Diving La Jolla Shores - First Time Diving On Our Own

  • Updated: December 15, 2018
  • Post By: Matthew Hengst

December 15th, 2018

As I've recounted elsewhere the last few weeks have been a somewhat hurried progression towards getting our Open Water diving certs and starting Advanced Open Water classes in order to get ready for some diving-centric plans around New Years.

Friday Kristen and I had both taken the morning off work in order to do our 4th and final Open Water cert dive at Crescent Bay in Laguna. We did that instead of waiting for Saturday since that way we could rent two tanks and get out on our own. Also we were going to be down towards San Diego anyway since we were scheduled to be on a boat with Sea Stallion on Sunday for a few specialty dives so it all worked out.
So after a frantic bit of prep we drove down to La Jolla bright and early Saturday morning.

We arrived at Kellog Park a little before 8 and managed to score the last two parking spots on Vallecitos which offers the shortest approach to the entry beach.

Kellogs Park is where all the local classes are run and we could see multiple groups getting geared up nearby on the grass.

It took us a bit to get geared up and ready to go. For the record the hardest part is making sure you're not the first one into your wetsuit having to sit around waiting for the others as 7mm neoprene can get a bit warm.

I wanted to dive here because I've done snorkel trips in the past that were a lot of fun and Jen had been out here just the week before and described it as just a magical day. Also the location has the advantage that the waves tend to be gentle which is nice though as it turns out you have to swim out quite a ways.

We had occasional bigger waves come in but nothing came close to knocking us over. Granted I did look over a few times after shrugging off a wave to see the slightly shorter Jen get slapped in the face but hey, it's all part of the fun.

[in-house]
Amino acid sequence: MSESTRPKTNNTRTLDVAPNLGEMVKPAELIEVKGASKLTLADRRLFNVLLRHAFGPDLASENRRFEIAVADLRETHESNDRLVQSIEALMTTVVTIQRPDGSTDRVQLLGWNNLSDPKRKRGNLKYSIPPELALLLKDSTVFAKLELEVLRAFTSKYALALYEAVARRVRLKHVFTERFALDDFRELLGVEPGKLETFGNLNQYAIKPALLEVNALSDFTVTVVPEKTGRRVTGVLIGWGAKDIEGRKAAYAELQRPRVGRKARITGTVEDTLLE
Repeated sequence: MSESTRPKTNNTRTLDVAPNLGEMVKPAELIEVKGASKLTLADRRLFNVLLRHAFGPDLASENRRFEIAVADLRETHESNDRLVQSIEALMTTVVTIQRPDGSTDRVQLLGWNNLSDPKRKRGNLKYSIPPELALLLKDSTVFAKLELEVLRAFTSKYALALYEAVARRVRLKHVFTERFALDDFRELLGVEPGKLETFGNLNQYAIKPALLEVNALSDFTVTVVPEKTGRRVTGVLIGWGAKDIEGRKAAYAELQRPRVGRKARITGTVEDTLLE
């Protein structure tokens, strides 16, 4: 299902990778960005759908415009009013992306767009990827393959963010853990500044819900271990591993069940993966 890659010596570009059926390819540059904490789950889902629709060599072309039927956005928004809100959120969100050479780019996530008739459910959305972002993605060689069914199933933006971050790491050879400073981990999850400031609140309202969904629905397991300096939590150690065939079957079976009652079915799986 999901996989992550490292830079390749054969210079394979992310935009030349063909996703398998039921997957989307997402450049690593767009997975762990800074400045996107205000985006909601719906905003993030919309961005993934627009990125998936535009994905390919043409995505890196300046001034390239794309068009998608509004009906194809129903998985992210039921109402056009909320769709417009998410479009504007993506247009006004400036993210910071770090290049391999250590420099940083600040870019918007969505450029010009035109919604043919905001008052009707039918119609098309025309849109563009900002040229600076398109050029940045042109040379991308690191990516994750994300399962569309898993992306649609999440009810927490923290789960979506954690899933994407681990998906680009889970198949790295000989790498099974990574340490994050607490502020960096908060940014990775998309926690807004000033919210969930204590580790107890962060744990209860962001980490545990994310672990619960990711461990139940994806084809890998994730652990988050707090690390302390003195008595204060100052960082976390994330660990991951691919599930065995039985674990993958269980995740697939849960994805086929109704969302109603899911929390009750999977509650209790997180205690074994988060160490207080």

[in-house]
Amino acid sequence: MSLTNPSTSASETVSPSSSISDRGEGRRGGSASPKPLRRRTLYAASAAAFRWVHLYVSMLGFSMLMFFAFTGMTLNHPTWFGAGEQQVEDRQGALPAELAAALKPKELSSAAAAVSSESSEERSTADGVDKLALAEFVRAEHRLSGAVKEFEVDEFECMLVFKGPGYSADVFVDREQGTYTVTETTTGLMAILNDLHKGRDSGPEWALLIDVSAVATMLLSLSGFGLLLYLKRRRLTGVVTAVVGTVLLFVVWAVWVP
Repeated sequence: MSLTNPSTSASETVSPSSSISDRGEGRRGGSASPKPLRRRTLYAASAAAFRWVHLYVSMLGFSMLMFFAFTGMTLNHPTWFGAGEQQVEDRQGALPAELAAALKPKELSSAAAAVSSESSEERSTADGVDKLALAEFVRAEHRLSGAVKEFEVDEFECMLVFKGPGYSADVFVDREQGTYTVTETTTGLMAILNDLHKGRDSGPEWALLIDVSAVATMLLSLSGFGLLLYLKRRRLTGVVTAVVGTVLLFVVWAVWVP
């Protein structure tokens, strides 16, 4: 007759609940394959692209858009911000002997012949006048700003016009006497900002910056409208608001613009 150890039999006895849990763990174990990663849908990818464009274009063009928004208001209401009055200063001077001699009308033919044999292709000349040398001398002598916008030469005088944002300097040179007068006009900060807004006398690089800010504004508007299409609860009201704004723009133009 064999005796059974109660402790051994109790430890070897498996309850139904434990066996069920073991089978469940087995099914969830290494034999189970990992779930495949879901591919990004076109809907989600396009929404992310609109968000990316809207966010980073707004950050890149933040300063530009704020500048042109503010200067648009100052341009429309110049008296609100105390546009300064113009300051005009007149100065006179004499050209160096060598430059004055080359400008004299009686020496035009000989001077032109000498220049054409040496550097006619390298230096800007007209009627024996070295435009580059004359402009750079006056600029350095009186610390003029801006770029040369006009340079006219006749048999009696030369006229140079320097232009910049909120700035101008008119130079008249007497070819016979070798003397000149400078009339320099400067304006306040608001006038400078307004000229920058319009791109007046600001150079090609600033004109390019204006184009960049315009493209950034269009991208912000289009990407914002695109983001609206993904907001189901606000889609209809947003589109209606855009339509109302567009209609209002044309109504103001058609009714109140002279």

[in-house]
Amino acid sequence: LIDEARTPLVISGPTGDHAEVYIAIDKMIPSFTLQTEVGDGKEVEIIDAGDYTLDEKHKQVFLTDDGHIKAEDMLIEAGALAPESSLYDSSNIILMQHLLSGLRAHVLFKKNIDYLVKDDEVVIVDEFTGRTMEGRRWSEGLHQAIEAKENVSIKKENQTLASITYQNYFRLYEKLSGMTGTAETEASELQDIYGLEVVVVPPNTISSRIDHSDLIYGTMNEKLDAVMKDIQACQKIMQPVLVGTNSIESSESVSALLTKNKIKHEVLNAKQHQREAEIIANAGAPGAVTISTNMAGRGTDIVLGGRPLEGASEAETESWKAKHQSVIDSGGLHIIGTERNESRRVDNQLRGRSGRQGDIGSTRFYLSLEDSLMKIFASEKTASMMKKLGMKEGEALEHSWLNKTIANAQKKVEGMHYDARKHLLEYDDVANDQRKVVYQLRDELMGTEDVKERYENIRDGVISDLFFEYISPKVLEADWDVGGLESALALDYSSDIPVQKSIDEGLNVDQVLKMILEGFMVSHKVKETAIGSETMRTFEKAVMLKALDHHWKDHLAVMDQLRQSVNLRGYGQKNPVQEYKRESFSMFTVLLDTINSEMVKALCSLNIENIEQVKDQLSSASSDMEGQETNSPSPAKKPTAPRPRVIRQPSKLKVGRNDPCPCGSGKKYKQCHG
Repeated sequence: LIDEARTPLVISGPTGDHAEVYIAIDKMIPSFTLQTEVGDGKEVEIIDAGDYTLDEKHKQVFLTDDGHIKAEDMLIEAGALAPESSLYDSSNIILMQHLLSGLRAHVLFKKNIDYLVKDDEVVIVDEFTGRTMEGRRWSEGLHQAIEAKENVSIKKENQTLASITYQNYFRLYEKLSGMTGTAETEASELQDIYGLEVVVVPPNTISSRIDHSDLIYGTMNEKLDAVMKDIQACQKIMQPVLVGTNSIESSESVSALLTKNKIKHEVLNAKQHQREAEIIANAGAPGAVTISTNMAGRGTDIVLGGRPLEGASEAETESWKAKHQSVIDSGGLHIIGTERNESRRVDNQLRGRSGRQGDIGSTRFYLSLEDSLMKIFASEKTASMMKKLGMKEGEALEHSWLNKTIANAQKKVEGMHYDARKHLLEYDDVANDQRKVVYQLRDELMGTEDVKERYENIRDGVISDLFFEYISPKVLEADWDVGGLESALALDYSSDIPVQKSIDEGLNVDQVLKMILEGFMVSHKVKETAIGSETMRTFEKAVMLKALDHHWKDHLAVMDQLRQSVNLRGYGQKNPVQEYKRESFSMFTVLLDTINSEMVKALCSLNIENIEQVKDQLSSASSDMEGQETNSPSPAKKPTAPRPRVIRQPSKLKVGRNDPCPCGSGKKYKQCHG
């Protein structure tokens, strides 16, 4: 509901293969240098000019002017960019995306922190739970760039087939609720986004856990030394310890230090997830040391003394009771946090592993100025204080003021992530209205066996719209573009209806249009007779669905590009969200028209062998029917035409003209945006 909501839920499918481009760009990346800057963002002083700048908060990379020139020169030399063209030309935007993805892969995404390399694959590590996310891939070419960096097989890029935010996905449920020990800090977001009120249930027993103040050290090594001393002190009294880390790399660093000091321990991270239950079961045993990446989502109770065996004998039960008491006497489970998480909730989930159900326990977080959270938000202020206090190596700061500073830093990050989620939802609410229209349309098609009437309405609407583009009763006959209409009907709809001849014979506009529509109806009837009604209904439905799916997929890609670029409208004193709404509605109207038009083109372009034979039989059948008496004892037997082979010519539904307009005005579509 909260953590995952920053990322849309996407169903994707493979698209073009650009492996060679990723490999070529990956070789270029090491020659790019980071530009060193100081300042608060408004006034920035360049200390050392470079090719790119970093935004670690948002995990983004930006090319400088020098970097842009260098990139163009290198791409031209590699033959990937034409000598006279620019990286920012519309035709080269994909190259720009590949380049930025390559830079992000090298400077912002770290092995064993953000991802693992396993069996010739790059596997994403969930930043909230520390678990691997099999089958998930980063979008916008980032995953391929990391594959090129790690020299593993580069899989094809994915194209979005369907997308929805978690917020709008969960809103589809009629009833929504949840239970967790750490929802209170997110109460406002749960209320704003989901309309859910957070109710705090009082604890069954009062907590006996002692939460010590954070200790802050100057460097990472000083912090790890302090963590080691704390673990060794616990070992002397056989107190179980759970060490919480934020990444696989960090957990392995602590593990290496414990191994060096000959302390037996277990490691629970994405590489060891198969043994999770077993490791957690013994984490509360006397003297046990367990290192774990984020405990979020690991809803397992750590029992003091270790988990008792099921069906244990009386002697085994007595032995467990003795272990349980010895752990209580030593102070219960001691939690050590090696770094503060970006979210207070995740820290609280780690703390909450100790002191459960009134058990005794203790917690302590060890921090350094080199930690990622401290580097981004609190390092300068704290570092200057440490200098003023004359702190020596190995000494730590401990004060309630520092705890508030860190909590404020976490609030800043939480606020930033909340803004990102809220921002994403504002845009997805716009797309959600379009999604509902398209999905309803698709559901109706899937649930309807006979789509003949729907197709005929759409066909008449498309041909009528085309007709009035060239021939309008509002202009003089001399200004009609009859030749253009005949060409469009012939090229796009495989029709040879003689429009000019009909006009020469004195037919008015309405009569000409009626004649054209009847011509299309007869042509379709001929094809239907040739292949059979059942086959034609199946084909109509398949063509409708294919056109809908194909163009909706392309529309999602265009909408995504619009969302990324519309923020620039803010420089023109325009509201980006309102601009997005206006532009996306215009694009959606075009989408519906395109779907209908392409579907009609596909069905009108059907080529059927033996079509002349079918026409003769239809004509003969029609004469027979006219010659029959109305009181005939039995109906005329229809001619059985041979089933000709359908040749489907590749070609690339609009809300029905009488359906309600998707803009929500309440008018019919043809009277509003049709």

Unfortunately it was right about when we were transitioning from walking to putting fins on and swimming that I felt my GoPro move. I thought the clip had come undone somehow, pushed it back in, felt it click, and then somehow it was gone.


We looked around for about 5 minutes and talked to a few groups of divers passing by before deciding it was probably lost. So we went it, did a fun little dive of about 30 minutes (at which point I'd used all my air) and then came back in.

We talked to a guy searching the beach with a metal detector and he told us he was 90% sure it was right in the zone where I'd lost it just tumbling in place in the surf. So we dropped off our tanks, grabbed our masks and fins, and wandered back out.

And low and behold we found it!

It turned out that part of the clip that connected the GoPro to the stick had broken. It probably broke partially and when I pushed it back into the mount the click was it breaking the rest of the way.

So lesson learned and from here on out that bloody thing is going to be attached to a retractor.

We planned to do the second dive at La Jolla Cove which is a separate site located nearby. the biggest challenge this late in the day was just finding parking and we had to circle the loop 3 times before we managed to get a spot within a reasonable walking distance.

Surveying our entry point from above not everyone was comfortable with the size of the waves rolling in. I pointed out that on the plus side if we made complete fools of ourselves at least we'd have a huge audience of people watching from the sidewalk above but that didn't seem to help.